Qiangalogalo qolaralogalo aisinaiisi
uvanaleunen audlatsiapiata kingodnidlaqdjuagung
The “killer” of the song title is a killer whale (arluk, gen.
arluup or arlum).
The rhythm of the songs will best be understood by examining the
melodies. Every long syllable may be replaced by two or even three short
ones; other short syllables appear as unaccented parts before the
accented part of a measure; in short, the rhythmic adaptation of the
words to the melody is very arbitrary and interchanges frequently occur,
so that it is impossible to speak of metric feet. At the same time this
furnishes distinct proof that the musical rhythm is the decisive element
in determining the form. The rhythmic arrangement of the words is
regulated with considerable exactness by the quantity of the syllables,
and not by the accent. While, for instance, in speaking, it would be
“palirtu´gun,” in song No. IV it is “palir´tugun´,” and in
No. I “tekto´roti´kelek´tlune,” instead of “tektorotikelektlu´ne,”
&c. Such displacements of the accent, however, are avoided if
possible, and in the best and most popular songs they hardly appear at
The numbers refer to the songs printed below, so “No. I” is the Summer Song, No. II above. But the quoted word “tektorotikelektlune” occurs only in the first version.
The construction of the songs corresponds entirely with that of the
music, inasmuch as every melody and every rhythmically spoken song is
made up of musical, that is, rhythmic, phrases which are divided by
cæsuræ. Repetitions of the same phrases are very frequent.
The adaptation of the melodies to our divisions of time and measure is
also somewhat arbitrary, as they frequently consist of a mixture of
three and four part phrases. It is for this reason that I have noted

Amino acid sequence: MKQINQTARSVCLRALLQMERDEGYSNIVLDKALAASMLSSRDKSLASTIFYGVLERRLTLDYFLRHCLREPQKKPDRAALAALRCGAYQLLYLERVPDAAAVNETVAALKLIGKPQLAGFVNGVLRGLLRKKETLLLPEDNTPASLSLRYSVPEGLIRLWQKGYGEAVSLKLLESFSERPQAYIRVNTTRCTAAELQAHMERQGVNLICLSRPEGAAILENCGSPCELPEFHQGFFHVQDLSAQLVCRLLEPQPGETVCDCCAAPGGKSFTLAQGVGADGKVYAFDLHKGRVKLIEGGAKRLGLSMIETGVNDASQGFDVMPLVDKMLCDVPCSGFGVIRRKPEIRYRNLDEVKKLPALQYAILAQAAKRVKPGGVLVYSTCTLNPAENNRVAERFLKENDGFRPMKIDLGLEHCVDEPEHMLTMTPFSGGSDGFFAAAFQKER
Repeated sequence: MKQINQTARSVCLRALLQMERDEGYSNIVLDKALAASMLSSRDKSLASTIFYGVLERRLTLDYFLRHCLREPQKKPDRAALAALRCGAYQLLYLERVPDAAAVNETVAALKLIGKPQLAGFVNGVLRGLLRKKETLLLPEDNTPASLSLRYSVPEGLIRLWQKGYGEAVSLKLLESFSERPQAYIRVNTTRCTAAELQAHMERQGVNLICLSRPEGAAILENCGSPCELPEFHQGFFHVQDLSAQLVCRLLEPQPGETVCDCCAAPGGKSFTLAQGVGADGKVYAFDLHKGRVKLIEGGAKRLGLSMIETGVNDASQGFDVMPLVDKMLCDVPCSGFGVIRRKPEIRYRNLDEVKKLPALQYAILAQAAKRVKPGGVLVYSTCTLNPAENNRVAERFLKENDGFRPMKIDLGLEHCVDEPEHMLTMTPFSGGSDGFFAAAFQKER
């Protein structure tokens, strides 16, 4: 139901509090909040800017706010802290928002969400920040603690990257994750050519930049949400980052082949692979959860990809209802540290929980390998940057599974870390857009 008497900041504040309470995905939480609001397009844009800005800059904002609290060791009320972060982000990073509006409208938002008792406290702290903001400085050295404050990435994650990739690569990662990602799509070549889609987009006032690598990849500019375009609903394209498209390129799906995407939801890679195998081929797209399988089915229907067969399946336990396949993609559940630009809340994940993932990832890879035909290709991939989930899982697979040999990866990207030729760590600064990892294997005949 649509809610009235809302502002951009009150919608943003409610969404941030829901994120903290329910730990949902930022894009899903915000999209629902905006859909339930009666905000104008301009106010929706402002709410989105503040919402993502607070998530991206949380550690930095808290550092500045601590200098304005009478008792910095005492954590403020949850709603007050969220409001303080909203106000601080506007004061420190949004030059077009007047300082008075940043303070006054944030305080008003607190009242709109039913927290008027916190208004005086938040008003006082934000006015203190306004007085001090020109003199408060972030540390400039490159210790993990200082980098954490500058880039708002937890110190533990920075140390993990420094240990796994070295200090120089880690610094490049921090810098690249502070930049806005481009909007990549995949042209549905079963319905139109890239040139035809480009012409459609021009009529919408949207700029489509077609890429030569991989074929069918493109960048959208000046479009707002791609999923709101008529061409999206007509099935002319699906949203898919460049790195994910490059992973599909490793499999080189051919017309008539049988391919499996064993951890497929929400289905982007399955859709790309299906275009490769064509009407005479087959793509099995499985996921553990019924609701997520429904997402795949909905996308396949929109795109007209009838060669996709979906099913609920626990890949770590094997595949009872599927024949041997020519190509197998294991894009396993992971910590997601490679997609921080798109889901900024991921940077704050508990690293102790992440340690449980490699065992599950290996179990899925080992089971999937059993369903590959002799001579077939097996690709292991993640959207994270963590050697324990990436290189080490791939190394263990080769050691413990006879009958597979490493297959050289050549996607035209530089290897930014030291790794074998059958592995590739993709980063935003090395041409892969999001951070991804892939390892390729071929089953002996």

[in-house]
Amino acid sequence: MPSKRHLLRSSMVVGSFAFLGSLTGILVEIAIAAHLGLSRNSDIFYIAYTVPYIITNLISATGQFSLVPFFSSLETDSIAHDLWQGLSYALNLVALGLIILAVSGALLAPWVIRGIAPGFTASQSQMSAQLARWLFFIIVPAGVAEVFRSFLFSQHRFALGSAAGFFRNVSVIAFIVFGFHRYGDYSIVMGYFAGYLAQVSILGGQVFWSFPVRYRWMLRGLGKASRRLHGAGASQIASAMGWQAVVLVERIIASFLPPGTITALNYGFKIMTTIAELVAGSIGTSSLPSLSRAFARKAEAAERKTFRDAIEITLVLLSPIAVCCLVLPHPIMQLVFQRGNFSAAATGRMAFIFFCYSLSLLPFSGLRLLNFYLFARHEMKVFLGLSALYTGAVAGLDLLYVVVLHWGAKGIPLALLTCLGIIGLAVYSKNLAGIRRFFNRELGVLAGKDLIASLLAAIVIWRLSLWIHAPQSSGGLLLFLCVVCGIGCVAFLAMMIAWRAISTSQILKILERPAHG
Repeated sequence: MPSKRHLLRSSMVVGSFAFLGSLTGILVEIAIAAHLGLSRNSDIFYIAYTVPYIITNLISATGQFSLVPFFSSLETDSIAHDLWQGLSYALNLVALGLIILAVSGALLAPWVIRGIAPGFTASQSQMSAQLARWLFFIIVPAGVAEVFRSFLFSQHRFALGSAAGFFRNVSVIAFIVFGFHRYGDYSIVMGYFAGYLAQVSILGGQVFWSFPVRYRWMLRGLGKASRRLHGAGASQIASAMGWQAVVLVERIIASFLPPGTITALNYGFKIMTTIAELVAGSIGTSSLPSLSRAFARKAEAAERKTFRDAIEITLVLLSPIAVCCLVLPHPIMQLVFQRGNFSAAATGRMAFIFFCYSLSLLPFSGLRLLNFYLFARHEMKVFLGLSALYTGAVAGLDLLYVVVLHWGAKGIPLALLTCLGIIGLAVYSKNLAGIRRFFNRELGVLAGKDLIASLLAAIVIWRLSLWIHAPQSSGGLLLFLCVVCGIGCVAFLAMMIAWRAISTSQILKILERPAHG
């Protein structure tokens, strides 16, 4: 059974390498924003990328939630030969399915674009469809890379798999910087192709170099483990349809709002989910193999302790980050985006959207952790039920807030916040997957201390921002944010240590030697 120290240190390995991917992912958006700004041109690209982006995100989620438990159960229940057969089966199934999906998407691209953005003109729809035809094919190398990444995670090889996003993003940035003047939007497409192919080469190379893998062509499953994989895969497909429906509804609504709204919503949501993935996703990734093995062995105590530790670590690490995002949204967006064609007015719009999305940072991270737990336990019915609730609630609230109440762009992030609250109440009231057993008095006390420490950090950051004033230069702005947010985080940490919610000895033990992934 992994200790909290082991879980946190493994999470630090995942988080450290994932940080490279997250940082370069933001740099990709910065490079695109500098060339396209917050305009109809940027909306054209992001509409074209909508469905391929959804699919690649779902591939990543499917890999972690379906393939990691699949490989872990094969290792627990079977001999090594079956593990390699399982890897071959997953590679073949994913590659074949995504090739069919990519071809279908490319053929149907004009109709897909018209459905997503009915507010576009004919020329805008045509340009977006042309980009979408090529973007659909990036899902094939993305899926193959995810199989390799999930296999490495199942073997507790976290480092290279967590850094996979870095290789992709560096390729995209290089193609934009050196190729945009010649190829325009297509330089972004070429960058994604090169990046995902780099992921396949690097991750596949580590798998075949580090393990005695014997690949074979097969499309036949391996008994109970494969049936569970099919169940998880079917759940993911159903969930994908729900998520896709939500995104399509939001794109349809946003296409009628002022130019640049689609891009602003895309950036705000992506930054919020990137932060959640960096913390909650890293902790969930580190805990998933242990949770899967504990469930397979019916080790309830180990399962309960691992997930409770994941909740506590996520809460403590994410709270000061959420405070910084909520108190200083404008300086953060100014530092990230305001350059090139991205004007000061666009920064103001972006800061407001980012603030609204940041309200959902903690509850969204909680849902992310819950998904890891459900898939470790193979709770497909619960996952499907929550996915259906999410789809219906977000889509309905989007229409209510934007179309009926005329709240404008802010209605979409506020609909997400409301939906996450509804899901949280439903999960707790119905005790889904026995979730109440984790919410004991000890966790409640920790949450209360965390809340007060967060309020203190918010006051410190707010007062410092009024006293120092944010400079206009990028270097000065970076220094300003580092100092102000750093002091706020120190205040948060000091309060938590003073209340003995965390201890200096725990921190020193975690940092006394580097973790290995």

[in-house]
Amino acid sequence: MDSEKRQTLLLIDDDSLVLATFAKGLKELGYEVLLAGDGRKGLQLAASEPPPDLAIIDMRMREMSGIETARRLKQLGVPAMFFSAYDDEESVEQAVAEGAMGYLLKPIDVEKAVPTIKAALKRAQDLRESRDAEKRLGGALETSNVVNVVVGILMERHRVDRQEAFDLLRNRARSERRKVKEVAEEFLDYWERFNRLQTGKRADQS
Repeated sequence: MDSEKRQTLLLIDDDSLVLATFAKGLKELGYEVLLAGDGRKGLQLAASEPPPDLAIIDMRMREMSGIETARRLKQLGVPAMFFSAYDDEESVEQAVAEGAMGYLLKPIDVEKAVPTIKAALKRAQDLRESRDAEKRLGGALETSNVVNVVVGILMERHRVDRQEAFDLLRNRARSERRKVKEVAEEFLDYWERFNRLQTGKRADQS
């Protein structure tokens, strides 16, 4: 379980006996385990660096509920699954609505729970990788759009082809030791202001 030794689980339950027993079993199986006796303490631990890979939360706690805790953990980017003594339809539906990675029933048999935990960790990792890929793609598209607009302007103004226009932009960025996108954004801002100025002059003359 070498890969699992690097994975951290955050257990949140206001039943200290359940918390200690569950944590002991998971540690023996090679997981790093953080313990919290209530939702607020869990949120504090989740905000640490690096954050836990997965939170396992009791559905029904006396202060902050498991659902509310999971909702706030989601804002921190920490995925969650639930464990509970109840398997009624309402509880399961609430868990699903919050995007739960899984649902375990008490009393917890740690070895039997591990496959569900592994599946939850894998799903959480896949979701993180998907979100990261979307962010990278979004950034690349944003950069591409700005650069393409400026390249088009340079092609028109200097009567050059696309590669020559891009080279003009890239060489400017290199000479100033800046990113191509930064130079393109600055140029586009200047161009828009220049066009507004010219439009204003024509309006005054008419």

down some songs without any division into bars or measures and in those
cases have only marked the accented syllables.
Among the twenty melodies and rhythmic poems we find ten of binary
measures, five of triple measures, and six of mixed ones. Of the whole
number, nine begin on the full bar, eleven on the arsis.
The melodies move within the following range: In a fifth
(No. III), one; in a minor sixth (Nos. VII, IX, X), three; in
a major sixth (Nos. II, IV, XVII), three; in a seventh (Nos. XII, XIV),
two; in an octave, (Nos. I, II, V, VIII, XI, XVI), six; in a minor ninth
(No. VI), one; in a major ninth , one; in a tenth
(No. XIII), one.
These may be divided into two very characteristic and distinct
groups. The first, which would coincide with our major key, contains the
following essential tones:
The fourth and the sixth occur seldom, and then only as subordinate
tones. This key is identical with the Chinese and many of the Indian
In the second group, which corresponds to our minor key, we
frequently find the fourth, while the sixth only appears twice and then
as a subordinate tone (in No. XV). We furthermore find the
major seventh in the lower position leading back to the beginning, i.e.,
the key note. The essential components of this key are:
Professor R. Succo calls attention to the fact that the relation of
the melodies to their key note resembles that of the Gregorian chants,
especially the psalmodic ones among them.
If we, in accordance with our ideas, suppose the melody—No. XIII, for example—to begin in C major, it nevertheless does not
conclude in the same key, but in E. We would say that No. XIV is
written in A minor; still it ends in E. We find the same in the
Gregorian chants. They also resemble the songs of the Eskimo in the
retention of the same note during a large number of consecutive
On the whole the melodies, even to our musical sense, can be traced
to a key note. However, changes often occur as well (see No. VI).
A very striking construction appears in No. XIII, where the
oft-repeated E forms a new key note, while at the conclusion the melody
leaps back without any modulation to C through the peculiar interval,
I. SUMMER SONG.
Ajaja, adlenaipa, adlenaitariva silekdjua una aujaratarame.